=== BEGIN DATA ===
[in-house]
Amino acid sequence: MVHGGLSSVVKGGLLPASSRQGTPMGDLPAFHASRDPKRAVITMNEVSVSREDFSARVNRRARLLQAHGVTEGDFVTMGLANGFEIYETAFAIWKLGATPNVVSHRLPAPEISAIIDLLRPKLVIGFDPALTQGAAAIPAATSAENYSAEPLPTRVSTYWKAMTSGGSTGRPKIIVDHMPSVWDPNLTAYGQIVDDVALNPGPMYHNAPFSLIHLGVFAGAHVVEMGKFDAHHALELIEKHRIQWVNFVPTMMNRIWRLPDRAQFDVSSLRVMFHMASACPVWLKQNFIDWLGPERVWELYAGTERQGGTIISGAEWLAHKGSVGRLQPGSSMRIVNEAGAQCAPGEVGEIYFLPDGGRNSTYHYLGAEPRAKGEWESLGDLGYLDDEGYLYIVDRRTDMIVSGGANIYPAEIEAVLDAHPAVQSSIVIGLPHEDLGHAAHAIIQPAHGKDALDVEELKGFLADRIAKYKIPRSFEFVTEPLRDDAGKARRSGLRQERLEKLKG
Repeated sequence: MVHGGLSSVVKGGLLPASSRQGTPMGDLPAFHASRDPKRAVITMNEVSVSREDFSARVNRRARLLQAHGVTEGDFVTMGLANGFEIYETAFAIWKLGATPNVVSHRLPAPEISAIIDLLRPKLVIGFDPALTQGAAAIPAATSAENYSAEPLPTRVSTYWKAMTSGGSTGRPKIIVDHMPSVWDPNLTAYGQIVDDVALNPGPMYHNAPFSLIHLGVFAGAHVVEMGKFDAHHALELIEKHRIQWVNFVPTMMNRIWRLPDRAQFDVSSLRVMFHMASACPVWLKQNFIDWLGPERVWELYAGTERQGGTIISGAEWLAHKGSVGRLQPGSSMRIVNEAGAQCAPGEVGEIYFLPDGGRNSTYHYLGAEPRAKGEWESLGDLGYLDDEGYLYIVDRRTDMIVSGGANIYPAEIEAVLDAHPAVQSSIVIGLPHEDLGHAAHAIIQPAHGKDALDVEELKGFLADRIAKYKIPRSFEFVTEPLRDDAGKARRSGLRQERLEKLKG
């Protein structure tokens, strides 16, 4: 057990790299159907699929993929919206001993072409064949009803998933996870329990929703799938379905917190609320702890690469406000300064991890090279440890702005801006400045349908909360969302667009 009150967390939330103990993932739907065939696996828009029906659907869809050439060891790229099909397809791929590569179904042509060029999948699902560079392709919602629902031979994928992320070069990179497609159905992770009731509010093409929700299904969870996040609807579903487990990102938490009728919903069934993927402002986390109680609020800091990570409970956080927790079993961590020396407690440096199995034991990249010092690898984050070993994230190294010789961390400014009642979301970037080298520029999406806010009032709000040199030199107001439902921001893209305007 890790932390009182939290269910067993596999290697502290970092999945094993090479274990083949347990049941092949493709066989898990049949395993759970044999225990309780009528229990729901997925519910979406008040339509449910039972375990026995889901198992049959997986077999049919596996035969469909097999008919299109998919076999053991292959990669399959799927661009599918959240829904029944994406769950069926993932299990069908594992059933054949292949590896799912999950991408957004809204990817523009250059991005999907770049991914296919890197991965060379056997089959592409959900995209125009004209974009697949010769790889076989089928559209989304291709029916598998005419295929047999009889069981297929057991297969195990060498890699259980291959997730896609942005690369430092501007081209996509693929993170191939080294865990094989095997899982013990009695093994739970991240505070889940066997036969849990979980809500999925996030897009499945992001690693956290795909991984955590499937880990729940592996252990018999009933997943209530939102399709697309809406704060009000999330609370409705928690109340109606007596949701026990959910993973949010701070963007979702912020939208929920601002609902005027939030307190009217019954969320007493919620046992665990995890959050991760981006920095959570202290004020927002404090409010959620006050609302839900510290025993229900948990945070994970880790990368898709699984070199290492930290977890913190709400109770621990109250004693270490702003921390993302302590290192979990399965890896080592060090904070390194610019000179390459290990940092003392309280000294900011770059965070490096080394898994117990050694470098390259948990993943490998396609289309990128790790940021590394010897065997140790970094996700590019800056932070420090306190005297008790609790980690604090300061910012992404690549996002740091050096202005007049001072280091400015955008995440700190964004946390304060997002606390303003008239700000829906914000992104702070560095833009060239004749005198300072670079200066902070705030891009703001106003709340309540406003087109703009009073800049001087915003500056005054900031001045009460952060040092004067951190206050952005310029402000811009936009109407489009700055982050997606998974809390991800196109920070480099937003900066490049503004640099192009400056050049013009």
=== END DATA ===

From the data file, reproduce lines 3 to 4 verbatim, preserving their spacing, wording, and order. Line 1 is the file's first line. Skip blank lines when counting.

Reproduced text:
Repeated sequence: MVHGGLSSVVKGGLLPASSRQGTPMGDLPAFHASRDPKRAVITMNEVSVSREDFSARVNRRARLLQAHGVTEGDFVTMGLANGFEIYETAFAIWKLGATPNVVSHRLPAPEISAIIDLLRPKLVIGFDPALTQGAAAIPAATSAENYSAEPLPTRVSTYWKAMTSGGSTGRPKIIVDHMPSVWDPNLTAYGQIVDDVALNPGPMYHNAPFSLIHLGVFAGAHVVEMGKFDAHHALELIEKHRIQWVNFVPTMMNRIWRLPDRAQFDVSSLRVMFHMASACPVWLKQNFIDWLGPERVWELYAGTERQGGTIISGAEWLAHKGSVGRLQPGSSMRIVNEAGAQCAPGEVGEIYFLPDGGRNSTYHYLGAEPRAKGEWESLGDLGYLDDEGYLYIVDRRTDMIVSGGANIYPAEIEAVLDAHPAVQSSIVIGLPHEDLGHAAHAIIQPAHGKDALDVEELKGFLADRIAKYKIPRSFEFVTEPLRDDAGKARRSGLRQERLEKLKG
């Protein structure tokens, strides 16, 4: 057990790299159907699929993929919206001993072409064949009803998933996870329990929703799938379905917190609320702890690469406000300064991890090279440890702005801006400045349908909360969302667009 009150967390939330103990993932739907065939696996828009029906659907869809050439060891790229099909397809791929590569179904042509060029999948699902560079392709919602629902031979994928992320070069990179497609159905992770009731509010093409929700299904969870996040609807579903487990990102938490009728919903069934993927402002986390109680609020800091990570409970956080927790079993961590020396407690440096199995034991990249010092690898984050070993994230190294010789961390400014009642979301970037080298520029999406806010009032709000040199030199107001439902921001893209305007 890790932390009182939290269910067993596999290697502290970092999945094993090479274990083949347990049941092949493709066989898990049949395993759970044999225990309780009528229990729901997925519910979406008040339509449910039972375990026995889901198992049959997986077999049919596996035969469909097999008919299109998919076999053991292959990669399959799927661009599918959240829904029944994406769950069926993932299990069908594992059933054949292949590896799912999950991408957004809204990817523009250059991005999907770049991914296919890197991965060379056997089959592409959900995209125009004209974009697949010769790889076989089928559209989304291709029916598998005419295929047999009889069981297929057991297969195990060498890699259980291959997730896609942005690369430092501007081209996509693929993170191939080294865990094989095997899982013990009695093994739970991240505070889940066997036969849990979980809500999925996030897009499945992001690693956290795909991984955590499937880990729940592996252990018999009933997943209530939102399709697309809406704060009000999330609370409705928690109340109606007596949701026990959910993973949010701070963007979702912020939208929920601002609902005027939030307190009217019954969320007493919620046992665990995890959050991760981006920095959570202290004020927002404090409010959620006050609302839900510290025993229900948990945070994970880790990368898709699984070199290492930290977890913190709400109770621990109250004693270490702003921390993302302590290192979990399965890896080592060090904070390194610019000179390459290990940092003392309280000294900011770059965070490096080394898994117990050694470098390259948990993943490998396609289309990128790790940021590394010897065997140790970094996700590019800056932070420090306190005297008790609790980690604090300061910012992404690549996002740091050096202005007049001072280091400015955008995440700190964004946390304060997002606390303003008239700000829906914000992104702070560095833009060239004749005198300072670079200066902070705030891009703001106003709340309540406003087109703009009073800049001087915003500056005054900031001045009460952060040092004067951190206050952005310029402000811009936009109407489009700055982050997606998974809390991800196109920070480099937003900066490049503004640099192009400056050049013009």